This case was tried by firm founder Jerry Meyers (retired from the firm on June 30, 2021) & Paul Giuffre of Meyers Kenrick Giuffre & Evans, now Lupetin & Unatin.
Originally Published February 18, 2006
By Sam J. Zema, Tyronepa.Com Staff Writer
A Blair County jury has awarded more than $4 million to a 10-year-old boy for health problems stemming from his birth at Tyrone Hospital in 1995.
The jury awarded $2.75 million for future medical expenses, and $600,000 was awarded for wages lost over the child’s lifetime. The jury also decided to award an additional $600,000 for pain and suffering, loss of enjoyment of life and humiliation and embarrassment and $52,000 for disfigurement.
Law clerk Jason Hess confirmed the jury’s award that came in a verdict on Wednesday. The civil trial covered eight court days and centered on the contention that a gynecologist, an anesthesiologist, Tyrone Hospital and its staff were negligent in the birth of Jacob Mayhue in December of 1995.
All the parties were found negligent, but the jury determined the actions of anesthesiologist Peter Matgouranis were not the cause of the boy’s medical problems.
It did decide that gynecologist Roy Pazmino and Tyrone Hospital were responsible. The jury divided that responsibility at 80 percent to Pazmino and 20 percent to the hospital’s obstetrical nursing staff. Pazmino did not work for the hospital when the boy was born.
Hess told The Daily Herald that the suit contended there was a delay in the ordering of the delivery of the baby by C-section after the boy’s heart stopped beating during an attempt at a regular delivery. Hess said the contention was that a lack of oxygen to the baby’s brain led to cerebral palsy.
Giles Gaca, an attorney for the hospital, said the jury’s decision was “totally unexpected.”
He told The Daily Herald, “I don’t believe the hospital or the nursing staff did anything wrong.”
He said there was no settlement offer made “since the hospital is not responsible.”
Gaca added, “I cannot explain the verdict.”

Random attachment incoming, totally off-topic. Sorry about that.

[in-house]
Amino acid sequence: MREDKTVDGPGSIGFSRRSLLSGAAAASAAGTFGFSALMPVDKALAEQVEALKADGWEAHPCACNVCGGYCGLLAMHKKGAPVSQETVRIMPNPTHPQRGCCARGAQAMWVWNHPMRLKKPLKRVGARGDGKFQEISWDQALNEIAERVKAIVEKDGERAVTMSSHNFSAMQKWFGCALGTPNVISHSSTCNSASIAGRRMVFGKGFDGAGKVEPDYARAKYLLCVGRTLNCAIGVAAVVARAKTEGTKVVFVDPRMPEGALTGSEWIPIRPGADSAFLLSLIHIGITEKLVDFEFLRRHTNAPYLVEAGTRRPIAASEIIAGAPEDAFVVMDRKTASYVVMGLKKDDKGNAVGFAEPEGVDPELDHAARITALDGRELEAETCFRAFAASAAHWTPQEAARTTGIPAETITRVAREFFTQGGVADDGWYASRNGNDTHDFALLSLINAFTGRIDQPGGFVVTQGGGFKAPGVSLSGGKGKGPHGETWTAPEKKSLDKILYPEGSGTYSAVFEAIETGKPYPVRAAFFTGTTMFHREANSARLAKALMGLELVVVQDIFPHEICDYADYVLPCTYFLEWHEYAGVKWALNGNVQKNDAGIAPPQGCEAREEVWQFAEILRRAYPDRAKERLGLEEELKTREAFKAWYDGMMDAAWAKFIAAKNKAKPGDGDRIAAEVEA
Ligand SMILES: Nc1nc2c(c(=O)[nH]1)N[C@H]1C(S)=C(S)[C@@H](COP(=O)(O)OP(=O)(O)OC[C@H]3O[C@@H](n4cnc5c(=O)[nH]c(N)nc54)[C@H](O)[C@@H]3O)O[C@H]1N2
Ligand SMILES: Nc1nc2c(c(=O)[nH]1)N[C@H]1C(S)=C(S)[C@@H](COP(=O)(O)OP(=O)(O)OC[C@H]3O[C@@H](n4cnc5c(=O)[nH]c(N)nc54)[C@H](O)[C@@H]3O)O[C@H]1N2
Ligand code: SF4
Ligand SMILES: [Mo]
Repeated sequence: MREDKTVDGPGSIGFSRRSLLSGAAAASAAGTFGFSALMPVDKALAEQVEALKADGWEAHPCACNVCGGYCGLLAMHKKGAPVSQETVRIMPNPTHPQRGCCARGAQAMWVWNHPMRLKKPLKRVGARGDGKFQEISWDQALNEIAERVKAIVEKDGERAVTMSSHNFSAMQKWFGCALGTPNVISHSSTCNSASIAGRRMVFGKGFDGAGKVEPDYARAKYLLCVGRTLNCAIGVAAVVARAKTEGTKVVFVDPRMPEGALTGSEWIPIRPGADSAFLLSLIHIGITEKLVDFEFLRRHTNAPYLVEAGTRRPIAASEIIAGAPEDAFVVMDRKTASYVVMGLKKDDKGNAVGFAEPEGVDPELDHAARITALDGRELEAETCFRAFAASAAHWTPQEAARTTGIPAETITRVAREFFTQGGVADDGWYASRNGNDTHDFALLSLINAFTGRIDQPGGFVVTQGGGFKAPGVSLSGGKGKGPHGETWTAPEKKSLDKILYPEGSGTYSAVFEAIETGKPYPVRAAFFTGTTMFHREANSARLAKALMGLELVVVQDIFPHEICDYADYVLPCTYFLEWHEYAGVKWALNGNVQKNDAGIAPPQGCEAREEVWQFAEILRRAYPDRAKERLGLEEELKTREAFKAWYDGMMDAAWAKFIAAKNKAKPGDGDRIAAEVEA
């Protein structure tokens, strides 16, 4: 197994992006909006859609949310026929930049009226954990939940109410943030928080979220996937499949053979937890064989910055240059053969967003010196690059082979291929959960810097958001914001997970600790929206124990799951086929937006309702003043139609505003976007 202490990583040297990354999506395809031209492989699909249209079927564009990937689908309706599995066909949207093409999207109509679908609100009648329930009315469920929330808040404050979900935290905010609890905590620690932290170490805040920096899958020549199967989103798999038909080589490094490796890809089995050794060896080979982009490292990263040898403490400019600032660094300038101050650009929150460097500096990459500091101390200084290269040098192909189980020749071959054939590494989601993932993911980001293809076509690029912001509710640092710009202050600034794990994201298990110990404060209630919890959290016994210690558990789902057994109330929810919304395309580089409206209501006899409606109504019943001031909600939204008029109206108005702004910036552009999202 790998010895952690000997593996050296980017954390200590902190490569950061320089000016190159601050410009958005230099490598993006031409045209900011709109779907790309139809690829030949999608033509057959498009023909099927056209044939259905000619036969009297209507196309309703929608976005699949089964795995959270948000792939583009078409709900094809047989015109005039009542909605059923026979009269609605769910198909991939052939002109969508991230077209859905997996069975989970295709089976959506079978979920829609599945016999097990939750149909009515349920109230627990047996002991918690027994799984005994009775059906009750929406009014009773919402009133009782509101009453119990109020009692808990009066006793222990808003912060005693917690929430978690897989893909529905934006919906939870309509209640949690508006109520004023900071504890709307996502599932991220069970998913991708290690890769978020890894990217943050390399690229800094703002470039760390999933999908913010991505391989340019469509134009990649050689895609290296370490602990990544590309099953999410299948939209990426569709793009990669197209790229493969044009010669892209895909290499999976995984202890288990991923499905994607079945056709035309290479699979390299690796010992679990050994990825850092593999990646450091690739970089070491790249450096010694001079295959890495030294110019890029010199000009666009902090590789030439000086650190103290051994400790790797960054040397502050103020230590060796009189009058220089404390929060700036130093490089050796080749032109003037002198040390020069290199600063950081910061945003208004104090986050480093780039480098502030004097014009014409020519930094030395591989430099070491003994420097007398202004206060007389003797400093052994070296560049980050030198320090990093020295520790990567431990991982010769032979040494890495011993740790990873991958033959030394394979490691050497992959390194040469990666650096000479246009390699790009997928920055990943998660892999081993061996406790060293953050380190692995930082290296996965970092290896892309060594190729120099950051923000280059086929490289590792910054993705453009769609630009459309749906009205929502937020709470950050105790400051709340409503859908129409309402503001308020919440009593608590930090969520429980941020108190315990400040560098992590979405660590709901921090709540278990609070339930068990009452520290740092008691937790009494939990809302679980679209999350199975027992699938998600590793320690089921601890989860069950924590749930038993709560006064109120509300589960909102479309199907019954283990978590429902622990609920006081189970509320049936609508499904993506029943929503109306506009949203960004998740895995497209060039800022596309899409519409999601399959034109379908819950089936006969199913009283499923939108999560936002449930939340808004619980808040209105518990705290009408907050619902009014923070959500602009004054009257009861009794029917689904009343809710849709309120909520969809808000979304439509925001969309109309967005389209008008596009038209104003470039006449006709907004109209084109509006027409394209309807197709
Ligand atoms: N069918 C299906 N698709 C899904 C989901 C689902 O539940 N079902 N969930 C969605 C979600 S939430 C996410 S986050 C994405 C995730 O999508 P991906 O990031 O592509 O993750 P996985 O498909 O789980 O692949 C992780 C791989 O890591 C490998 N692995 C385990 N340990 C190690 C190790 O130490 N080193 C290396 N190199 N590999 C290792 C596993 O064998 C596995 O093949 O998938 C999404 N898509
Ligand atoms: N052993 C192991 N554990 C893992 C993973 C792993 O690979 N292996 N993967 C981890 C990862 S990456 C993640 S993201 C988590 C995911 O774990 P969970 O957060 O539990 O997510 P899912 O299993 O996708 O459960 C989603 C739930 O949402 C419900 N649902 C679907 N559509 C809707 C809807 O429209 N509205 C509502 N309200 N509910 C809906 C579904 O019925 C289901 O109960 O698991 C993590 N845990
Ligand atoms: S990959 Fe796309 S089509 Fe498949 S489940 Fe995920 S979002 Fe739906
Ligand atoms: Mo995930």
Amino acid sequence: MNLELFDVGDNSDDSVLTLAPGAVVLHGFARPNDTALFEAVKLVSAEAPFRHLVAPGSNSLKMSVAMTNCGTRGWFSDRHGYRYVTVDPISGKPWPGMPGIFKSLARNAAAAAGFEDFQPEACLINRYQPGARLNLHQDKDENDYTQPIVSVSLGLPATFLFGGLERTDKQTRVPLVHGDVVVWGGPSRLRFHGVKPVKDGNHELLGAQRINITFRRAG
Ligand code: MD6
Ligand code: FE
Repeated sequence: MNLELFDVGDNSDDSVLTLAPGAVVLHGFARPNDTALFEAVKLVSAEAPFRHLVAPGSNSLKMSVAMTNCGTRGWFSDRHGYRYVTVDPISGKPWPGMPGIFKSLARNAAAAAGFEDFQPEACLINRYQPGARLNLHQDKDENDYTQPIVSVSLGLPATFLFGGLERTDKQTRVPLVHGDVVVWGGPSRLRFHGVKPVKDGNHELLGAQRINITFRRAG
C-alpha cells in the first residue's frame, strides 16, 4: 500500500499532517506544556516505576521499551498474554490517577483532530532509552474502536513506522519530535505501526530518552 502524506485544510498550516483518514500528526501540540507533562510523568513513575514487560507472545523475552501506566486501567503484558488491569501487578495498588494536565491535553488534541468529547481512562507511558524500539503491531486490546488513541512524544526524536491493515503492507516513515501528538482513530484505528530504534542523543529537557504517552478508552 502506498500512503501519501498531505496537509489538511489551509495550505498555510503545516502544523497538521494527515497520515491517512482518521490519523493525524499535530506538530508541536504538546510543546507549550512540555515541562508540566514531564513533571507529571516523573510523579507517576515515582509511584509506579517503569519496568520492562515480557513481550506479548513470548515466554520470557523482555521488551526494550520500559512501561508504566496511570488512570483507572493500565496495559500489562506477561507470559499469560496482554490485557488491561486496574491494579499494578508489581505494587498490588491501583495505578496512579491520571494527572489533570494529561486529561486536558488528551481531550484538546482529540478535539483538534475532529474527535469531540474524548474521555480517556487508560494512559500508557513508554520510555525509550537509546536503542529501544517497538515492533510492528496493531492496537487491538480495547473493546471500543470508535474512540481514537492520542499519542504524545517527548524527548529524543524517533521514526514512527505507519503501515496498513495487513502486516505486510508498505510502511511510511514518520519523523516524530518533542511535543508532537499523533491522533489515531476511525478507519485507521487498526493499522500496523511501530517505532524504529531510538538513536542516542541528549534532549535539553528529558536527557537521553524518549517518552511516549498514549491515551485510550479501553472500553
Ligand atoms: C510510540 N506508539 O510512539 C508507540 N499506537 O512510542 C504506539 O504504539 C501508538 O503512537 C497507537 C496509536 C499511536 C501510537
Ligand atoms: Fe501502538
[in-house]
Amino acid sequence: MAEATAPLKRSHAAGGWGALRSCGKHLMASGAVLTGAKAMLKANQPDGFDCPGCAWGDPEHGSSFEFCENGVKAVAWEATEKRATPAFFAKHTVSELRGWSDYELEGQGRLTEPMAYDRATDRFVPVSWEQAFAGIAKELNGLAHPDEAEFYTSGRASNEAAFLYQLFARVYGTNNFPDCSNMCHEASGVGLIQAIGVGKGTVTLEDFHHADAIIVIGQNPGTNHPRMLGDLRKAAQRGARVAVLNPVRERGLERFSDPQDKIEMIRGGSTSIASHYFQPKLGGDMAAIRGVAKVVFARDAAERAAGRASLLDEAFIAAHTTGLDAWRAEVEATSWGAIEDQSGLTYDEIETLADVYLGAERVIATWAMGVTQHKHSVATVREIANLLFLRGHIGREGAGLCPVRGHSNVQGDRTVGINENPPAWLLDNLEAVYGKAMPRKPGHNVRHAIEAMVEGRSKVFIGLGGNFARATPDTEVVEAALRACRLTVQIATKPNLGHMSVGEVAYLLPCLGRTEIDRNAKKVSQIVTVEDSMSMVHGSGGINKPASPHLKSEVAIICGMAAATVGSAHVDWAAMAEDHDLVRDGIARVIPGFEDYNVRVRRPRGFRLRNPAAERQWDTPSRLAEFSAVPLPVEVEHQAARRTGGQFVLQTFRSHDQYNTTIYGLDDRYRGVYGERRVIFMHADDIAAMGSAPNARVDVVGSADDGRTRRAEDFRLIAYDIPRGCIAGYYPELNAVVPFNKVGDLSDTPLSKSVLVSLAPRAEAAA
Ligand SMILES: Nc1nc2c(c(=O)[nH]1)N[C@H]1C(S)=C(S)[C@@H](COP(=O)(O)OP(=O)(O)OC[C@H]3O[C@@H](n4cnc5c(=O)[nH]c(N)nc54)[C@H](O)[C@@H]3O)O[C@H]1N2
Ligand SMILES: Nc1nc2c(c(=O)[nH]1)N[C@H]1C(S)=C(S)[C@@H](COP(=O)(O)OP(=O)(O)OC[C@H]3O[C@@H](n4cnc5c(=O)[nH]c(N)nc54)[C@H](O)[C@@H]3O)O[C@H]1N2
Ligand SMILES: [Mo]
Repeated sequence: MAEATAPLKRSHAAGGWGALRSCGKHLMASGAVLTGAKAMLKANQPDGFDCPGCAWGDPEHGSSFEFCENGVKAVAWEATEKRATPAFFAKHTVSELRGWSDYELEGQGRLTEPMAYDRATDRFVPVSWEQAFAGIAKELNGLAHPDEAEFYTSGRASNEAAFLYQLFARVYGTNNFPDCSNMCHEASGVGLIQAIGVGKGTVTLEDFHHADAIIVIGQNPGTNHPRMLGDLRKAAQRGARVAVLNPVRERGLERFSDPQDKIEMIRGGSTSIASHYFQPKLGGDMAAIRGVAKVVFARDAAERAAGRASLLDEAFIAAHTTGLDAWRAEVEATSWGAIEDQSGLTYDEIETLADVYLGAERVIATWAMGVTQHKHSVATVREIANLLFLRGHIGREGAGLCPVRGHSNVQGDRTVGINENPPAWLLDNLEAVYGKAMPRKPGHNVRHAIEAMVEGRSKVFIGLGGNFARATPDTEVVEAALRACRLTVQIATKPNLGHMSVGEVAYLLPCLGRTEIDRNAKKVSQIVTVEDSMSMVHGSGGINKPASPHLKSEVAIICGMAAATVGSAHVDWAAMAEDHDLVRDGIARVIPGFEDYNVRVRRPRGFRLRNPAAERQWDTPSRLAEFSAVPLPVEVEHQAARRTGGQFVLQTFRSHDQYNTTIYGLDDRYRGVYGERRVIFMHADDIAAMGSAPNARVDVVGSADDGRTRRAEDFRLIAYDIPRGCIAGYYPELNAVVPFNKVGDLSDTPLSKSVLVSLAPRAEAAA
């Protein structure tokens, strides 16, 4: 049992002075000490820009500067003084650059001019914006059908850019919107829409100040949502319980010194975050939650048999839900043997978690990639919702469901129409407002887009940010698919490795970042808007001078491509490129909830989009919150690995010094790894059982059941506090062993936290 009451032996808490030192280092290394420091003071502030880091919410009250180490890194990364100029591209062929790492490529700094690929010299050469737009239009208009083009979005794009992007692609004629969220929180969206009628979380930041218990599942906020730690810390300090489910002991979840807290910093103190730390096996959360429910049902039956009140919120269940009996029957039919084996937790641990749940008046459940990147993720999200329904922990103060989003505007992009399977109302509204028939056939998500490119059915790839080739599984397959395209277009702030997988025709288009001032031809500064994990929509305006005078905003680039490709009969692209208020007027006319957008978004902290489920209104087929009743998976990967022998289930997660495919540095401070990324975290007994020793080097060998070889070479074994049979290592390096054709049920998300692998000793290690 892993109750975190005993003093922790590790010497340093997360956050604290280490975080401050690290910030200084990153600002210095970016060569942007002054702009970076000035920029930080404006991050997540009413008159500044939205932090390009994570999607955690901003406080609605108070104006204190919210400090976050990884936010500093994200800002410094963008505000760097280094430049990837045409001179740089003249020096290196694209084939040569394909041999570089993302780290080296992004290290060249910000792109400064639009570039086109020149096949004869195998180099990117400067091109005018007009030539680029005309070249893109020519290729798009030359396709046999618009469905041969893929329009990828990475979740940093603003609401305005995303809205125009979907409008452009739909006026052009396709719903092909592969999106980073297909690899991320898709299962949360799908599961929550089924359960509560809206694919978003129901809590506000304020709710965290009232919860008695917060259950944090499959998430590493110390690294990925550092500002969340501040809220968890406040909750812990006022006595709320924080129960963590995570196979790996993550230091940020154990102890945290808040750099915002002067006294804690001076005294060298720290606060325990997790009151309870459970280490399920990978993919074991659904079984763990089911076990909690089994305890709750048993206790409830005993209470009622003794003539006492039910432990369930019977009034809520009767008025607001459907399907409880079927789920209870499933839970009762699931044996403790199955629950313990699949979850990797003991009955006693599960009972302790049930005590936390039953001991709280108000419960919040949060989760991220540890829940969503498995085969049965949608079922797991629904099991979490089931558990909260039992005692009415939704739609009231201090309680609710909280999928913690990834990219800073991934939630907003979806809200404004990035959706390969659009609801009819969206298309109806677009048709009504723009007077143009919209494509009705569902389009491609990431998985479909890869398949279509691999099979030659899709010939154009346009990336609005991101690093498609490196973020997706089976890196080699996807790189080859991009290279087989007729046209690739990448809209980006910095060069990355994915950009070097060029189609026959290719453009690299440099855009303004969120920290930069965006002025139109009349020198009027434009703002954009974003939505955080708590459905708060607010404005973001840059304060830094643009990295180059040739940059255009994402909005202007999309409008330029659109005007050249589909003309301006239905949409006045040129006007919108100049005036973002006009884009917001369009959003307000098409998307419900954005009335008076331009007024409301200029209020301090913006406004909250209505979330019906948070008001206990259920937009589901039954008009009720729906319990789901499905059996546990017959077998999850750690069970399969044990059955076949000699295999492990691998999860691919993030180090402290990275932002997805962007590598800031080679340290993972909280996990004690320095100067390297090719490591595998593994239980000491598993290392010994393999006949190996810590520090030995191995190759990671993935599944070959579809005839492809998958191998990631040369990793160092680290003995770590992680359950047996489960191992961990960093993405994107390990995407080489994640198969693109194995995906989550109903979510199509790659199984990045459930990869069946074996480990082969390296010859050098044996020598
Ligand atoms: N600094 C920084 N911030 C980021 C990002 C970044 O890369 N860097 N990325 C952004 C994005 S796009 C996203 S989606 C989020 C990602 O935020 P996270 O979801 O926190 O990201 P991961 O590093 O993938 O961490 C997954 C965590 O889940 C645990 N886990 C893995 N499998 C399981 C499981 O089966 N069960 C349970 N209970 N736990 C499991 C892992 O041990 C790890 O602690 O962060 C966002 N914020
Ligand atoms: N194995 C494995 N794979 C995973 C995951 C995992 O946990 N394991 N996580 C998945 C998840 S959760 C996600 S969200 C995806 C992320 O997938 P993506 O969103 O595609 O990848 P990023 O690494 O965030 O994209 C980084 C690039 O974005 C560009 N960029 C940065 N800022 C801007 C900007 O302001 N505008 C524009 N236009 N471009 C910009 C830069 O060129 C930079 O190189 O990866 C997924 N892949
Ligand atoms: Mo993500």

He also said there is not enough insurance money to pay “half of the verdict.”
He called the jury’s decision an example of high runaway verdicts that have been handed down in negligence cases. He noted that ultimately it is the public that pays for such decisions.
Gaca said the hospital has 10 days to appeal the decision. He said he plans to a file a court motion within that time period but said he could not provide any details at this point.
“There has to be some relief granted,” said Gaca. “There’s not enough insurance, (so) where is the money going to come from?”
Paul Giuffre, an attorney for the boy’s parents, said he thought the jury did a good job going through a lot of evidence. He said they heard from eight expert witnesses in coming up with what he called “the right verdict.”
He said the boys parents, Melvin and Trudy Mayhue, were “appreciative” of the jury’s efforts.
“There’s a sense of relief for them,” said Giuffre. “They have had very little help other than what they were able to do on their own. This is the start of them being able to provide for Jacob what he needs.”
The Mayhues, formerly of Altoona, now reside in North Carolina.
Pazmino’s attorney, Christopher Rulis of Pittsburgh, did not return a call made to him regarding the civil case.
Related article: “Jury awards $4 million in civil case” by Phil Ray.